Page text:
When an employee tells his or her supervisor or the human resources department about harassment that the employee has been the target of or complains to the payroll department that the employee and other coworkers are not being paid properly, the employer may take too long to make any corrections to their unlawful practices or may not make any corrections at all. The employer, through its executives, supervisors, managers, and co-workers, may instead choose to demote the employee who made the complaint, deny the employee a promotion, continue the harassment and discrimination, or, as many Brea and Fullerton employees have discovered, fire the employee. Sadly, these scenarios are common in civil lawsuits alleging a cause of action for wrongful termination or retaliation.
The legal definition of “Retaliation” differs drastically from the way in which it is used in our everyday language. Retaliation occurs when an employer takes an “adverse employment action” against an employee due to the employee engaging an activity protected under the law, such as filing a wage or retaliation complaint with the California Labor Commissioner or another state or federal agency or filing an “anonymous” grievance directly with the employer about wage and hour issues, or due to the employee exercising or attempting to exercise some other right afforded under the law. Retaliation can occur even when an employee is not terminated.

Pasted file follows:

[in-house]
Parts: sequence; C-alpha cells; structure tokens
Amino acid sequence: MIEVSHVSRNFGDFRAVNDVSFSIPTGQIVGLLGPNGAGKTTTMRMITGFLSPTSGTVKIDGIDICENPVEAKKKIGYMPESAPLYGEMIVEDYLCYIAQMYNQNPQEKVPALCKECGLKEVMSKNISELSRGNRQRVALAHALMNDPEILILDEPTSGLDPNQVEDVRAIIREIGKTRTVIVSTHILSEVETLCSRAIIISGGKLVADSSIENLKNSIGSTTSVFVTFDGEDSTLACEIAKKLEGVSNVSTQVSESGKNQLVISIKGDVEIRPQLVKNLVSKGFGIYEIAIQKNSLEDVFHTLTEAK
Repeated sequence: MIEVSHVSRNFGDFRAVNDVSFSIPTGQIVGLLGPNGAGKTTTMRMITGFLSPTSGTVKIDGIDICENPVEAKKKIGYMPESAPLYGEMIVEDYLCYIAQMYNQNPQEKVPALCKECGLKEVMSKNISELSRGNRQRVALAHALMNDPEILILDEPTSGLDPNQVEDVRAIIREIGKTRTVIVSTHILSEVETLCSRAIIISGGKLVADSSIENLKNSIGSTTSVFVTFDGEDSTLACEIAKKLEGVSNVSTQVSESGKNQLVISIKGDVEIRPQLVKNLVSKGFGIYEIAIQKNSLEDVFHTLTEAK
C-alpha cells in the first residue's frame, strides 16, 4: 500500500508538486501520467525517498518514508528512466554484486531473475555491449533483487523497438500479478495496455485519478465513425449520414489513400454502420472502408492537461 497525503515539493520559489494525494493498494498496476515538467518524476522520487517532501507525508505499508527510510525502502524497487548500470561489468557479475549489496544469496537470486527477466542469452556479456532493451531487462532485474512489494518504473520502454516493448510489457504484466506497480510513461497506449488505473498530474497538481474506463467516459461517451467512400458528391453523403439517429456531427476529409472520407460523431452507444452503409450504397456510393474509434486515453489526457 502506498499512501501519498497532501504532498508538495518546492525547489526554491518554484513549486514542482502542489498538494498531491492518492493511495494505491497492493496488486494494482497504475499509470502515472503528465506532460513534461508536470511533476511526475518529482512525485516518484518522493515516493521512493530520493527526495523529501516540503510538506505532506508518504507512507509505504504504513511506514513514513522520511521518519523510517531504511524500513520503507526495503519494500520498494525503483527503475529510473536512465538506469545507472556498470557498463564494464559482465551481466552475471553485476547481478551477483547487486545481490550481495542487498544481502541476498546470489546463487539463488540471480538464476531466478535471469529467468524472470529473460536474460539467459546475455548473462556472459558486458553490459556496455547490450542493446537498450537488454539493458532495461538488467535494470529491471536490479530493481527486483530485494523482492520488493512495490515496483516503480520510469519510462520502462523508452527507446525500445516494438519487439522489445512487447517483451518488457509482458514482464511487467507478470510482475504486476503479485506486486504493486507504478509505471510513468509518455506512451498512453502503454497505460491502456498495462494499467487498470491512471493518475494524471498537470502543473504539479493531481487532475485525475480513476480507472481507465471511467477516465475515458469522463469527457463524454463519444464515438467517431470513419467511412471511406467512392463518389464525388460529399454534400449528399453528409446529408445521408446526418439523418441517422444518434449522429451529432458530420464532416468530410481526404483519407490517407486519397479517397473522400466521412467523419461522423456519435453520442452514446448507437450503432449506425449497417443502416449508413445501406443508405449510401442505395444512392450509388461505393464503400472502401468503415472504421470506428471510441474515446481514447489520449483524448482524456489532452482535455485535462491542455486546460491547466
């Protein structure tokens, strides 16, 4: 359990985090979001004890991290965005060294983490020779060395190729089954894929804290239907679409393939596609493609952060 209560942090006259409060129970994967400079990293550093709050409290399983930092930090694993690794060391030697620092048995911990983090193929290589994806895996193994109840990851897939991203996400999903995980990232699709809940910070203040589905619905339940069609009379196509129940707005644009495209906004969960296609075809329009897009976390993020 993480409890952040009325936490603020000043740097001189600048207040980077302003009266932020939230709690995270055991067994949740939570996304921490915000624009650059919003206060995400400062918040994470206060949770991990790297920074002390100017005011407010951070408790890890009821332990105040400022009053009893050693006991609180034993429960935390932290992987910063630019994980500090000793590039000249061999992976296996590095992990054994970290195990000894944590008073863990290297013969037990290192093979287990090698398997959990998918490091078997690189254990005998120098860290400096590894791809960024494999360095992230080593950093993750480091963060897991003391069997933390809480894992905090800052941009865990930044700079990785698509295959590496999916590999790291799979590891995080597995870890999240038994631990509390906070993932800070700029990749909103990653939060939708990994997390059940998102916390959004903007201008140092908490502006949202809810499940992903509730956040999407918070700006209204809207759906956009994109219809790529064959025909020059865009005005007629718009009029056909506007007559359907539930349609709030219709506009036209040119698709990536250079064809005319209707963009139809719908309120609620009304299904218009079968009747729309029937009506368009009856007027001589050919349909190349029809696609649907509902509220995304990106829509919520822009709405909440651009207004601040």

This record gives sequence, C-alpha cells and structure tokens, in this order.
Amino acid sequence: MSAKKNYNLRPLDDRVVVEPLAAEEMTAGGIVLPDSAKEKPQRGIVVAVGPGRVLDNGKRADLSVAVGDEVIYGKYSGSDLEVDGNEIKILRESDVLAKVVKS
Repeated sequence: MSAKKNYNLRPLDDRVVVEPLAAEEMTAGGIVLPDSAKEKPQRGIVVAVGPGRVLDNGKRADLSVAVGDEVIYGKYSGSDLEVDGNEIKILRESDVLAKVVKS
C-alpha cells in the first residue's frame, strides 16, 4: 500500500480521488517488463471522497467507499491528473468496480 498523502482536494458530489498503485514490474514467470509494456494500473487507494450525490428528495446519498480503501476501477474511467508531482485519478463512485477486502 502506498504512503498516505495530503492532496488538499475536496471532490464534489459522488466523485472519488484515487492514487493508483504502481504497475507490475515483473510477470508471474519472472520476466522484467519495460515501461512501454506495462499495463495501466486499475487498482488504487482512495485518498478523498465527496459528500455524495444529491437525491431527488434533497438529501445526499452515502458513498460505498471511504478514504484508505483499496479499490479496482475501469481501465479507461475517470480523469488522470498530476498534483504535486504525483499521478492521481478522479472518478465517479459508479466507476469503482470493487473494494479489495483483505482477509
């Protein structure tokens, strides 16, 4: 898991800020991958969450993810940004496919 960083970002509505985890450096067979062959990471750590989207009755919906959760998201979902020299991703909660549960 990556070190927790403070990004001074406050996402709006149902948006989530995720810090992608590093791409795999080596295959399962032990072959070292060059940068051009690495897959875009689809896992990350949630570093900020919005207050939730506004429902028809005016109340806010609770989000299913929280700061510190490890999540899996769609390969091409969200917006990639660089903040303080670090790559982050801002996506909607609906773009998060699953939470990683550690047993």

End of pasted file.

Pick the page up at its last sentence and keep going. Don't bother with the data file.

Employees are protected from retaliation by their employers under various California and federal statutes, such as California Labor Code, California Family Rights Act, Americans with Disabilities Act, and California Fair Employment and Housing Act. Many of these laws, such as California Labor Code section 1102.5, impose penalties up to $10,000 per violation against employers who are found to have violated the law. Wrongful termination, a form of retaliation, is also forbidden under California tort law, which means that employees are entitled to recover for mental and emotional distress and for punitive damages if they are wrongfully terminated.
A common misunderstanding among employees is that unless the employee is fired, he or she cannot file a lawsuit against the employer. Retaliation can occur even if there is no firing. Also, an employee may have a claim against the employer for “constructive discharge.” Constructive discharge differs from wrongful termination because, even though the employer may have acted unlawfully, the employee has not been fired by the employer. Instead, the working conditions that the employee is forced to work in become so unbearable and intolerable that the employee is left with no choice but to resign. As a result, the law regards the resignation as a legal termination. Employees who file a claim for constructive discharge are entitled to similar remedies as employees who bring a lawsuit for wrongful termination.
Bringing a retaliation claim, whether under tort law or under California or federal statutes, or both, requires a careful analysis of an individual’s facts and a comprehensive understanding of the law. There are also very strict deadlines within which an employee must file a claim. Otherwise, the employee can be completely barred from filing a claim or a lawsuit in superior court or any other forum.
We invite you to learn more about your workplace rights by clicking on the links below: